YMMV / Birdman

The Cartoon Series

The Film

  • Alternate Character Interpretation:
    • Riggan's Birdman persona. Is he a malevolent presence that wants to torment Riggan? Or a gruff voice of reason meant to help Riggan by telling him the truth and boosting his ego? Or is he somewhere in between? A figure providing a mental crutch that simultaneously traps Riggan in his nostalgia and helps him get through the stress of his Troubled Production?
    • There are a lot of viewers who think Mike was actually attempting to rape Leslie on the stage in the bed due to her reaction, and those who think he was simply faking her out to give her that reaction.
  • Award Snub: Although the film was nominated for nine, tying The Grand Budapest Hotel for the most nominations, it received no nomination for Film Editing, which is strange considering how it's one of the most distinctive aspects of the film's style. Some also felt that Michael Keaton should've won for Best Actor at the Oscars over Eddie Redmayne for The Theory of Everything.
  • Big Lipped Alligator Moment:
    • Lesley and Laura's lesbian kiss scene, which doesn't have any impact on the plot and is never mentioned again afterwards, and Laura doesn't even get called out for cheating on Riggan.
    • There's also a quick background shot of two naked people walking around backstage, who may or may not be the above mentioned.
  • Easily Forgiven: Mike attempts to rape Lesley during a preview in clear view of the cast, crew, and audience. Only Lesley and Sam call him out and all is forgiven by the next day.
  • Genius Bonus: Of course, Borge's Labyrinths is the book Mike is reading while in the tanning booth. It's blatantly symbolic of him, Riggan, and the film's high art obsession along with the film's Magical Realism elements.
  • He Really Can Act: Despite losing the Oscar for Best Actor to Eddie Redmayne, there's no denying that Michael Keaton delivers a stunning performance after over a decade of mediocre and secondary roles.
  • Hilarious in Hindsight:
    • After this film reflecting Innaritu's real life distaste for superhero movies with a special focus on the Marvel Cinematic Universe, the actor playing the show's costumer went on to a prominent role in Jessica Jones.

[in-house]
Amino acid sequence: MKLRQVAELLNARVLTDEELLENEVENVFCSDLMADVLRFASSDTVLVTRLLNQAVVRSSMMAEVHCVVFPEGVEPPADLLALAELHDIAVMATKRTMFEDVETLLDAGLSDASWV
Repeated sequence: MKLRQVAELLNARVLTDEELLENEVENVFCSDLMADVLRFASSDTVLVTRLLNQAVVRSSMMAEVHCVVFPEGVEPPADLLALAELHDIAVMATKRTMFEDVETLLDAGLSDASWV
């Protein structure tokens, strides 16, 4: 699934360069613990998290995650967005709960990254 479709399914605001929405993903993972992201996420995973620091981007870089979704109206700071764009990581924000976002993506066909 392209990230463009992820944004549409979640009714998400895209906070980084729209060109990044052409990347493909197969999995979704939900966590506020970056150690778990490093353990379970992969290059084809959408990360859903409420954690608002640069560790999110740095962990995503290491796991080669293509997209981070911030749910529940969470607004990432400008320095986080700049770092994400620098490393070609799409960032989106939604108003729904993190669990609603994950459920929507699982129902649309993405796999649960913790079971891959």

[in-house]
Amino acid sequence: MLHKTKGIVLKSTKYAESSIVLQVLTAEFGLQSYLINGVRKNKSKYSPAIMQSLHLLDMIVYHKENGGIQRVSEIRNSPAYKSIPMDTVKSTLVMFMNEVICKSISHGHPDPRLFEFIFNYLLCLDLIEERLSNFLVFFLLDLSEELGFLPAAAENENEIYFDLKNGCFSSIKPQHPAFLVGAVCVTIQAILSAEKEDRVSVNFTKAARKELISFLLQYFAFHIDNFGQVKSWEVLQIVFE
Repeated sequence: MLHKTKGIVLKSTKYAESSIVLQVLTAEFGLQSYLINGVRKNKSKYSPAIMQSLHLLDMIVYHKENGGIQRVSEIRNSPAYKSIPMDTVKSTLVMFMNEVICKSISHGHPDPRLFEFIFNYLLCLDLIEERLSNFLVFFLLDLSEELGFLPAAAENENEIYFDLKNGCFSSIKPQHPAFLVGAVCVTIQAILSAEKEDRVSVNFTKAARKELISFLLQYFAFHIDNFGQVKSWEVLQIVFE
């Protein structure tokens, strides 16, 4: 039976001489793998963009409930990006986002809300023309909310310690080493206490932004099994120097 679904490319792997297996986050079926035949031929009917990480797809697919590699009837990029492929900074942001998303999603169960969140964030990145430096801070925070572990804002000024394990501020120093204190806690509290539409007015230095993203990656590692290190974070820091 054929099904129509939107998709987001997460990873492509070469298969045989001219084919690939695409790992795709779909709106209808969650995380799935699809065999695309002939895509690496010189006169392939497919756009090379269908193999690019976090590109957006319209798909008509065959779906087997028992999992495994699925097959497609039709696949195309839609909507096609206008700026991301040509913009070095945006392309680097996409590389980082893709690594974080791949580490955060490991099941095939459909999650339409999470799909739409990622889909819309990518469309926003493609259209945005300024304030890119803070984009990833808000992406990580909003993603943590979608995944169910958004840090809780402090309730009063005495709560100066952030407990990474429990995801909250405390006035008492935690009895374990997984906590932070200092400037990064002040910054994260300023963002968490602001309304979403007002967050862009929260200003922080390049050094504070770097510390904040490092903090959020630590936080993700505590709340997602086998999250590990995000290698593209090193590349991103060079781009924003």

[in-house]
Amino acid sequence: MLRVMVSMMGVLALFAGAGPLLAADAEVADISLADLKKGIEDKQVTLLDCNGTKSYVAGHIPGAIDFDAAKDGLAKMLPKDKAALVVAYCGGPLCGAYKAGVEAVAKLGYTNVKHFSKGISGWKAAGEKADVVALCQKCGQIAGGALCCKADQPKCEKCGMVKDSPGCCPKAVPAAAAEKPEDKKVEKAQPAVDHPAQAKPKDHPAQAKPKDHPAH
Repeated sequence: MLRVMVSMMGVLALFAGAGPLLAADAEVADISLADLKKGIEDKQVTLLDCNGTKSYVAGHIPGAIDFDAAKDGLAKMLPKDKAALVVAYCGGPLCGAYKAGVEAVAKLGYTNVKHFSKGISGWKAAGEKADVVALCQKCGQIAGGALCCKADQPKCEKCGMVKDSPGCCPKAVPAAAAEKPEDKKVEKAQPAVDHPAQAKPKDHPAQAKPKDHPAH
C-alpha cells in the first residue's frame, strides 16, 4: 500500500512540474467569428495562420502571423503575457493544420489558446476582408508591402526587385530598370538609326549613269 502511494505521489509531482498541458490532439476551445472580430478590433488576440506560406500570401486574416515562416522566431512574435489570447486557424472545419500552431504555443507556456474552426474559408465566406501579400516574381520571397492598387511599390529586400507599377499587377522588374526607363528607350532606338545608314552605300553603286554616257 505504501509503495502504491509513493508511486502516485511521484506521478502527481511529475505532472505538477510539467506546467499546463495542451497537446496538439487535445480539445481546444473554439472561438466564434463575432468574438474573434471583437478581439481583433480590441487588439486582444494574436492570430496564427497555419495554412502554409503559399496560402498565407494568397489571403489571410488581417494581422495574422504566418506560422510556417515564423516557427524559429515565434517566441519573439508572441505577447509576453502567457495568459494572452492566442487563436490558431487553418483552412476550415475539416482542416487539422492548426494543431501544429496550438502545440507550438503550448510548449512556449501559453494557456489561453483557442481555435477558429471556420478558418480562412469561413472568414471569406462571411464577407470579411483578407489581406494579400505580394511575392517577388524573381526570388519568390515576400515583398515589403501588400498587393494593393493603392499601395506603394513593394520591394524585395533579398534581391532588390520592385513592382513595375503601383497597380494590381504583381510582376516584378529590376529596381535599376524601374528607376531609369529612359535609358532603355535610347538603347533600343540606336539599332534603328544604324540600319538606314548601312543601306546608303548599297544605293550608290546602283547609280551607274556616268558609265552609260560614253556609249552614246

• So much regarding Michael Keaton, which makes the metatextual aspects of the movie all the more relevant.
      • The story is about a former superhero actor, who has fallen out of the public eye for a while, trying to reinvent himself as a prestige actor. This movie marked the beginning of a Career Resurrection for Keaton.
      • On the subject of the Marvel Cinematic Universe (which this movie alludes to in a pretty disparaging way), Michael Keaton being courted for a role in Spider-Man: Homecoming makes his character's reluctance to return to superhero movies that much more ironic.
      • Keaton being confirmed to play Vulture in that very movie is a pretty obvious Actor Allusion to this movie, making the concept of the Birdman persona in its relation to promoting Riggan's Career Resurrection amusing. That in-movie, it says that they need to go back to doing another Birdman movie now that Riggan is in the limelight again, makes Keaton's decision to play Vulture outright hysterical.
      • Finally, Keaton's casting in a Spider-Man puts his estranged relationship with his daughter—whose actress, Emma Stone, played Gwen Stacy in the now-defunct The Amazing Spider-Man Series—in an amusing new light, considering that both thespians are now separated by different incarnations of Spider-Man adaptations.
  • Hype Backlash: Following its Oscar win for Best Picture, there was a slew of criticism that the movie's victory was more politically motivated due to its numerous Take Thats at the Superhero genre and the director's own quite negative remarks about the genre.
  • Sci Fi Ghetto: While the film stands as an aversion considering it was a best picture winner, arguably some of it is believed to come from Iñárritu's own distaste for superhero films bleeding over to the film.
  • Signature Scene: The scene where Riggan walks through Times Square in nothing but his underwear.
  • True Art Is Angsty: The movie depicts how the world of Broadway is embracing this trope. Riggan's suicide attempt is the icing on the cake.